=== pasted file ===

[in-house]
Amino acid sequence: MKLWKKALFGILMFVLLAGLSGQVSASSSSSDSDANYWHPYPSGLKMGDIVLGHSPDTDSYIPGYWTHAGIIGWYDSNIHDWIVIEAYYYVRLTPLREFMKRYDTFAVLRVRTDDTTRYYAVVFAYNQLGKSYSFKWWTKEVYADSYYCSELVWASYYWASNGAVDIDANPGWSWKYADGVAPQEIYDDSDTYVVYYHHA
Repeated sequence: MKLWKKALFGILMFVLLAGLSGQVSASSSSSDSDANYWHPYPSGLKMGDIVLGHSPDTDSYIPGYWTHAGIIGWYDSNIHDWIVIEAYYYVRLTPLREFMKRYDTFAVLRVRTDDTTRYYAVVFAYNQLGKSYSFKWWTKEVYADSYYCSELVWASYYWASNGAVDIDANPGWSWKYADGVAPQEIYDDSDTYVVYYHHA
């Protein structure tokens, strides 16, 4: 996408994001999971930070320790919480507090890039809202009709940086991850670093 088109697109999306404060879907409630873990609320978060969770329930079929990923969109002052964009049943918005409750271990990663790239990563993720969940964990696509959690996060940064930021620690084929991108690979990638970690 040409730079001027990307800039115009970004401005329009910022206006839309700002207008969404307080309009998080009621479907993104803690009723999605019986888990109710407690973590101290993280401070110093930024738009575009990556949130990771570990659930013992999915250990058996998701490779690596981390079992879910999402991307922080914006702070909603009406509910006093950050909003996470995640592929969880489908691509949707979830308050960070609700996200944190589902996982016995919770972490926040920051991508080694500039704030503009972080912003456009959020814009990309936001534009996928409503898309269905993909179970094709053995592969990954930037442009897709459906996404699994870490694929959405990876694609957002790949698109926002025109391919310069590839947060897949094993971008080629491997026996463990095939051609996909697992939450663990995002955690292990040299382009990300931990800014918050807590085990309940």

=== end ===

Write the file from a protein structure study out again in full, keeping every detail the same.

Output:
[in-house]
Amino acid sequence: MKLWKKALFGILMFVLLAGLSGQVSASSSSSDSDANYWHPYPSGLKMGDIVLGHSPDTDSYIPGYWTHAGIIGWYDSNIHDWIVIEAYYYVRLTPLREFMKRYDTFAVLRVRTDDTTRYYAVVFAYNQLGKSYSFKWWTKEVYADSYYCSELVWASYYWASNGAVDIDANPGWSWKYADGVAPQEIYDDSDTYVVYYHHA
Repeated sequence: MKLWKKALFGILMFVLLAGLSGQVSASSSSSDSDANYWHPYPSGLKMGDIVLGHSPDTDSYIPGYWTHAGIIGWYDSNIHDWIVIEAYYYVRLTPLREFMKRYDTFAVLRVRTDDTTRYYAVVFAYNQLGKSYSFKWWTKEVYADSYYCSELVWASYYWASNGAVDIDANPGWSWKYADGVAPQEIYDDSDTYVVYYHHA
């Protein structure tokens, strides 16, 4: 996408994001999971930070320790919480507090890039809202009709940086991850670093 088109697109999306404060879907409630873990609320978060969770329930079929990923969109002052964009049943918005409750271990990663790239990563993720969940964990696509959690996060940064930021620690084929991108690979990638970690 040409730079001027990307800039115009970004401005329009910022206006839309700002207008969404307080309009998080009621479907993104803690009723999605019986888990109710407690973590101290993280401070110093930024738009575009990556949130990771570990659930013992999915250990058996998701490779690596981390079992879910999402991307922080914006702070909603009406509910006093950050909003996470995640592929969880489908691509949707979830308050960070609700996200944190589902996982016995919770972490926040920051991508080694500039704030503009972080912003456009959020814009990309936001534009996928409503898309269905993909179970094709053995592969990954930037442009897709459906996404699994870490694929959405990876694609957002790949698109926002025109391919310069590839947060897949094993971008080629491997026996463990095939051609996909697992939450663990995002955690292990040299382009990300931990800014918050807590085990309940």